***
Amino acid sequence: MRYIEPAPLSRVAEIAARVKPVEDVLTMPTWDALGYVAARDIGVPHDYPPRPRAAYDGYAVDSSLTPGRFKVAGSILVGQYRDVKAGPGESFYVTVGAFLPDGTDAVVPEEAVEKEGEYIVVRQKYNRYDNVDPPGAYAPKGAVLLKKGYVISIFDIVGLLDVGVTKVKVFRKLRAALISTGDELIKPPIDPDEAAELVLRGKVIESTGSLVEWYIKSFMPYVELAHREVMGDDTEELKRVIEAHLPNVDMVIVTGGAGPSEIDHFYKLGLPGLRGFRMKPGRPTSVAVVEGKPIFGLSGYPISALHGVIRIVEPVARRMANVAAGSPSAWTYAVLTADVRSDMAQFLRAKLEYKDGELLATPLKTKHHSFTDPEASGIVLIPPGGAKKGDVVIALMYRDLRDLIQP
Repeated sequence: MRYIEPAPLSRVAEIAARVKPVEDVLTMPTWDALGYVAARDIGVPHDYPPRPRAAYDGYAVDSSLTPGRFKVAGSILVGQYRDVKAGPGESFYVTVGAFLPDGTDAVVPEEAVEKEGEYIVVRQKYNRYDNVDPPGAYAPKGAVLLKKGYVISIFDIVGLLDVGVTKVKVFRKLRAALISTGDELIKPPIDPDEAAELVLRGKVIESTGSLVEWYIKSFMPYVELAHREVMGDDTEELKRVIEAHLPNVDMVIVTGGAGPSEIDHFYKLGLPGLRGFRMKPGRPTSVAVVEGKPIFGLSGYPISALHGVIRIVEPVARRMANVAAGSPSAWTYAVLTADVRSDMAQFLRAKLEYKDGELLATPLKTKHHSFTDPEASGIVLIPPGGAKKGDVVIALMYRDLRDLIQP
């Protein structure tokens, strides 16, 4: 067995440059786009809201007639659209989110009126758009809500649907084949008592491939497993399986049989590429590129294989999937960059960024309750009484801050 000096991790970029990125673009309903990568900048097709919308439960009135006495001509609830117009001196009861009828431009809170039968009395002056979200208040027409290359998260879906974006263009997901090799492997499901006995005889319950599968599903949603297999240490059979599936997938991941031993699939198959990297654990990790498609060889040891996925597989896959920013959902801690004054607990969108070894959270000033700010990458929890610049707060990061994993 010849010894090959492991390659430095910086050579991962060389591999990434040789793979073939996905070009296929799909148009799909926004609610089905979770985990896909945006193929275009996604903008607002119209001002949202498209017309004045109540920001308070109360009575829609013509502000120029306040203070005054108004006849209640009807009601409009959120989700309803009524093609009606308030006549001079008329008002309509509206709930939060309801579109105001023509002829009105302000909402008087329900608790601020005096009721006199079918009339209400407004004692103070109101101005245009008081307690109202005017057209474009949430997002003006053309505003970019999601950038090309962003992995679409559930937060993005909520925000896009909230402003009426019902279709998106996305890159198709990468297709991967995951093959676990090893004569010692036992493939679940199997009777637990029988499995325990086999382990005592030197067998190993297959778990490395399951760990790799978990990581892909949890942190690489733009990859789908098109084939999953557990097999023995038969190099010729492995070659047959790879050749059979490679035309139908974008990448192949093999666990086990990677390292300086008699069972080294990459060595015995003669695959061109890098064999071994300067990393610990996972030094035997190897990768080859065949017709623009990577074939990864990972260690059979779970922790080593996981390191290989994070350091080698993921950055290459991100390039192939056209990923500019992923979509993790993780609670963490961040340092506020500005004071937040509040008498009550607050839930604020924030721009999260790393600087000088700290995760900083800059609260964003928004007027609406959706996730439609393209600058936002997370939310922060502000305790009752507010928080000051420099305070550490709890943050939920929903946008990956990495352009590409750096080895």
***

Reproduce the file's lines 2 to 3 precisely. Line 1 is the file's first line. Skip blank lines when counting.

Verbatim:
Repeated sequence: MRYIEPAPLSRVAEIAARVKPVEDVLTMPTWDALGYVAARDIGVPHDYPPRPRAAYDGYAVDSSLTPGRFKVAGSILVGQYRDVKAGPGESFYVTVGAFLPDGTDAVVPEEAVEKEGEYIVVRQKYNRYDNVDPPGAYAPKGAVLLKKGYVISIFDIVGLLDVGVTKVKVFRKLRAALISTGDELIKPPIDPDEAAELVLRGKVIESTGSLVEWYIKSFMPYVELAHREVMGDDTEELKRVIEAHLPNVDMVIVTGGAGPSEIDHFYKLGLPGLRGFRMKPGRPTSVAVVEGKPIFGLSGYPISALHGVIRIVEPVARRMANVAAGSPSAWTYAVLTADVRSDMAQFLRAKLEYKDGELLATPLKTKHHSFTDPEASGIVLIPPGGAKKGDVVIALMYRDLRDLIQP
């Protein structure tokens, strides 16, 4: 067995440059786009809201007639659209989110009126758009809500649907084949008592491939497993399986049989590429590129294989999937960059960024309750009484801050 000096991790970029990125673009309903990568900048097709919308439960009135006495001509609830117009001196009861009828431009809170039968009395002056979200208040027409290359998260879906974006263009997901090799492997499901006995005889319950599968599903949603297999240490059979599936997938991941031993699939198959990297654990990790498609060889040891996925597989896959920013959902801690004054607990969108070894959270000033700010990458929890610049707060990061994993 010849010894090959492991390659430095910086050579991962060389591999990434040789793979073939996905070009296929799909148009799909926004609610089905979770985990896909945006193929275009996604903008607002119209001002949202498209017309004045109540920001308070109360009575829609013509502000120029306040203070005054108004006849209640009807009601409009959120989700309803009524093609009606308030006549001079008329008002309509509206709930939060309801579109105001023509002829009105302000909402008087329900608790601020005096009721006199079918009339209400407004004692103070109101101005245009008081307690109202005017057209474009949430997002003006053309505003970019999601950038090309962003992995679409559930937060993005909520925000896009909230402003009426019902279709998106996305890159198709990468297709991967995951093959676990090893004569010692036992493939679940199997009777637990029988499995325990086999382990005592030197067998190993297959778990490395399951760990790799978990990581892909949890942190690489733009990859789908098109084939999953557990097999023995038969190099010729492995070659047959790879050749059979490679035309139908974008990448192949093999666990086990990677390292300086008699069972080294990459060595015995003669695959061109890098064999071994300067990393610990996972030094035997190897990768080859065949017709623009990577074939990864990972260690059979779970922790080593996981390191290989994070350091080698993921950055290459991100390039192939056209990923500019992923979509993790993780609670963490961040340092506020500005004071937040509040008498009550607050839930604020924030721009999260790393600087000088700290995760900083800059609260964003928004007027609406959706996730439609393209600058936002997370939310922060502000305790009752507010928080000051420099305070550490709890943050939920929903946008990956990495352009590409750096080895």